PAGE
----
That Brazier….. At the ski school we lived in a large marquee with 3 bell tents inside of it. We had excellent sleeping bags and at night we put our socks and clothes in the sleeping bag with us as it was freezing at night and sometimes our boots froze. To keep us warm we had this brazier, where we acquired it, I do not know but the health and safety people today would have had kittens if they had seen it. Who ever in their right minds would have put an open fire by tents inside another tent! Fuel? Where did we get it? There were 7 wooden ski huts way down by the railway where or skis etc were stored. The huts were double lined with wood. So periodically we would break into the huts and divest them, piece by piece, of the wood for our fire – so we were able to keep warm. Getting up in the morning was a bind. Our ablution area consisted of a marquee - no sides – with wooden benches and bowls for washing and shaving and cold water.  We washed in the cold water but to shave we broke the ice, rubbed it on to our faces and hacked away before the numbness wore off!! Those were the days.

 

We had moved to Old Meldrum and Montrose. At both of these places we were billeted on the granary floors of whisky distilleries. The one at Montrose was a working one and the dust from the conveyor belts used to cover our beds and equipment. We spent Christmas 1943 at Montrose. Christmas lunch in the Army was something to look forward to. This day we had an ENSA party coming to entertain us and they were staying to lunch. The officers served the OR’s with lunch and I really enjoyed mine: I was well filled. It was then that an officer approached me and said he would like me to help entertain the ENSA to lunch. I protested that I couldn’t eat a thing but I had to go. Compensation was that I was the envy of all as I had a lovely girl on either side. I suffered with indigestion later!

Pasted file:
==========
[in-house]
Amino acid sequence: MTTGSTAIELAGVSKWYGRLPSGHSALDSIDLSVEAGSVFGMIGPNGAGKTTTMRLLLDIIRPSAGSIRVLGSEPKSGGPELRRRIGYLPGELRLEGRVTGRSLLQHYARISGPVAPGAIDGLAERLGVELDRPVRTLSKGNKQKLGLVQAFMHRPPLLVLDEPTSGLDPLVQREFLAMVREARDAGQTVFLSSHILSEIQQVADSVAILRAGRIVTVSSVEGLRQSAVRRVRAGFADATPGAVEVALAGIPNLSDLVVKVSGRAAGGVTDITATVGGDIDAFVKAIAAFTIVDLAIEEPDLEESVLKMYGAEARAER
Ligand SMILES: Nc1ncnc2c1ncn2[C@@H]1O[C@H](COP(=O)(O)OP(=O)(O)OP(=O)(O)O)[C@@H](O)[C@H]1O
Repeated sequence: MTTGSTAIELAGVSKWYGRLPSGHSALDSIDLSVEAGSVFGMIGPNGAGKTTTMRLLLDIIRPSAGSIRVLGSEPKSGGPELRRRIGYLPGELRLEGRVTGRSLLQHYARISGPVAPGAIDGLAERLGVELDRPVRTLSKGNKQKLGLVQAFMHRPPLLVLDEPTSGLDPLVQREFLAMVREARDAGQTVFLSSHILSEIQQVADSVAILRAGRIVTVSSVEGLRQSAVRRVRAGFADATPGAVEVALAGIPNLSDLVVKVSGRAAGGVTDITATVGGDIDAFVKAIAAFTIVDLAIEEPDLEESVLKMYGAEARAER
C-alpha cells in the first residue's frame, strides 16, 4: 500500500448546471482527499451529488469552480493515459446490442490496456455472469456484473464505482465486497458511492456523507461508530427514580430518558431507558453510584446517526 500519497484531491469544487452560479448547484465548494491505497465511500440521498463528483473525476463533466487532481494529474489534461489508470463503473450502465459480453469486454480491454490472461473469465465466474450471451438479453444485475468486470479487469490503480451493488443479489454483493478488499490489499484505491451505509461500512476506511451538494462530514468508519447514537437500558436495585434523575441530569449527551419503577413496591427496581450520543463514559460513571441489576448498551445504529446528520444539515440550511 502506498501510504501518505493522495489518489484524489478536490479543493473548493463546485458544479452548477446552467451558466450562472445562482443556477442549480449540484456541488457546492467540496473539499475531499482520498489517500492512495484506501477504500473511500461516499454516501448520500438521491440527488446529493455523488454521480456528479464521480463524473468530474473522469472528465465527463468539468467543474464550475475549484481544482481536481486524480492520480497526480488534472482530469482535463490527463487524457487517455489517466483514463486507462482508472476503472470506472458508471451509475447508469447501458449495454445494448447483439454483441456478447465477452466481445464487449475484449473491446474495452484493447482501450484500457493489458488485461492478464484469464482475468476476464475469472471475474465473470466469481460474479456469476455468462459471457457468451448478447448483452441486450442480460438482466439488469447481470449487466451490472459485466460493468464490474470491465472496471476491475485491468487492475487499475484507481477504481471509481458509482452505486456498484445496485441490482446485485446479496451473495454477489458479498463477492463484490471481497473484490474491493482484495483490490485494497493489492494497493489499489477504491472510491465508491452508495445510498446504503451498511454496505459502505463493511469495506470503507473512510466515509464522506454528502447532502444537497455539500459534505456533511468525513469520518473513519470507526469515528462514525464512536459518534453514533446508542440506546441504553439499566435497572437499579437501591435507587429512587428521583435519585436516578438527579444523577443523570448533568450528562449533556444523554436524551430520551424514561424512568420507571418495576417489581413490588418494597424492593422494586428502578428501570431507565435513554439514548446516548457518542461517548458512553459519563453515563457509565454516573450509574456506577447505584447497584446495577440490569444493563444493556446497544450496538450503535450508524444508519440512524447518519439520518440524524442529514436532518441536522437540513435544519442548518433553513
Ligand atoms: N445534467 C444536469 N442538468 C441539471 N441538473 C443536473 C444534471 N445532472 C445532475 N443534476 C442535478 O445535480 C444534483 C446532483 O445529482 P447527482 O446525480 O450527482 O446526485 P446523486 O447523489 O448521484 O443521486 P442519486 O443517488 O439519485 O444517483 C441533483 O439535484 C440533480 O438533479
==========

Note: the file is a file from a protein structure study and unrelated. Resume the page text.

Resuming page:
It was here in the late spring that we turned “airborne”. We had a “mock" Dakota and we had to practice diving up ramps into the aircraft. You could drive them in so far, make sure you didn’t drive out the other side and wait to be manhandled into position. The Gunners sweated blood practicing dismantling 25 pdr guns and manhandling the parts into the plane. They had competitions to see how fast they could dismantle and reassemble. The speed in the end was incredible.

 

In June 1944 the invasion came and we moved to Berkhampstead to join up with the Americans. The plan was to fly to France and land S.E. of Paris to cut off the Germans moving back from the invasion coast. However the Germans were caught at Falaise and the operation was stood down. As soon as this happened we had a rapid move north to the Lincoln area following the moves in France . This move was made on 3 rd September 1944 – my 21 st birthday – we passed through Bedford but I was unable to call on my parents. What a 21 st !!

 

In September we had another “panic” on (as we called each stand to). Destination Arnhem . We were briefed. The paratroops and Airborne troops would go in first to create an airstrip. Then we would land with our 25 pdr guns in the area as they had a 360 o  traverse. One of our brigades, already moving up in France , would link up with us.